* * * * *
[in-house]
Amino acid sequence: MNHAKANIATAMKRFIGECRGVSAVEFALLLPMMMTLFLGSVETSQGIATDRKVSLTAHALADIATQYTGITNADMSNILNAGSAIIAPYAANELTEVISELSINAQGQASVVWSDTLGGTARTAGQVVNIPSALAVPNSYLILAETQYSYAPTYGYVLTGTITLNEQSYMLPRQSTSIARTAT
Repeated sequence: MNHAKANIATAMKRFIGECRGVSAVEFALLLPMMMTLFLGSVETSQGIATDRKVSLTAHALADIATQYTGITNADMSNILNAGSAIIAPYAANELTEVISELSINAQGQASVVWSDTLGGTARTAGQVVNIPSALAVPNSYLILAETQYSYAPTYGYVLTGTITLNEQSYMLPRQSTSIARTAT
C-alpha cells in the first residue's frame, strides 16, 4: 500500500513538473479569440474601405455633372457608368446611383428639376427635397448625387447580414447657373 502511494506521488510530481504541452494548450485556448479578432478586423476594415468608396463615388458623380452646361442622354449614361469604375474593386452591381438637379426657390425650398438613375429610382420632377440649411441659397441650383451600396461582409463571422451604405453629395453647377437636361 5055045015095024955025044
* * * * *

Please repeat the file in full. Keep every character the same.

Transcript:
[in-house]
Amino acid sequence: MNHAKANIATAMKRFIGECRGVSAVEFALLLPMMMTLFLGSVETSQGIATDRKVSLTAHALADIATQYTGITNADMSNILNAGSAIIAPYAANELTEVISELSINAQGQASVVWSDTLGGTARTAGQVVNIPSALAVPNSYLILAETQYSYAPTYGYVLTGTITLNEQSYMLPRQSTSIARTAT
Repeated sequence: MNHAKANIATAMKRFIGECRGVSAVEFALLLPMMMTLFLGSVETSQGIATDRKVSLTAHALADIATQYTGITNADMSNILNAGSAIIAPYAANELTEVISELSINAQGQASVVWSDTLGGTARTAGQVVNIPSALAVPNSYLILAETQYSYAPTYGYVLTGTITLNEQSYMLPRQSTSIARTAT
C-alpha cells in the first residue's frame, strides 16, 4: 500500500513538473479569440474601405455633372457608368446611383428639376427635397448625387447580414447657373 502511494506521488510530481504541452494548450485556448479578432478586423476594415468608396463615388458623380452646361442622354449614361469604375474593386452591381438637379426657390425650398438613375429610382420632377440649411441659397441650383451600396461582409463571422451604405453629395453647377437636361 5055045015095024955025044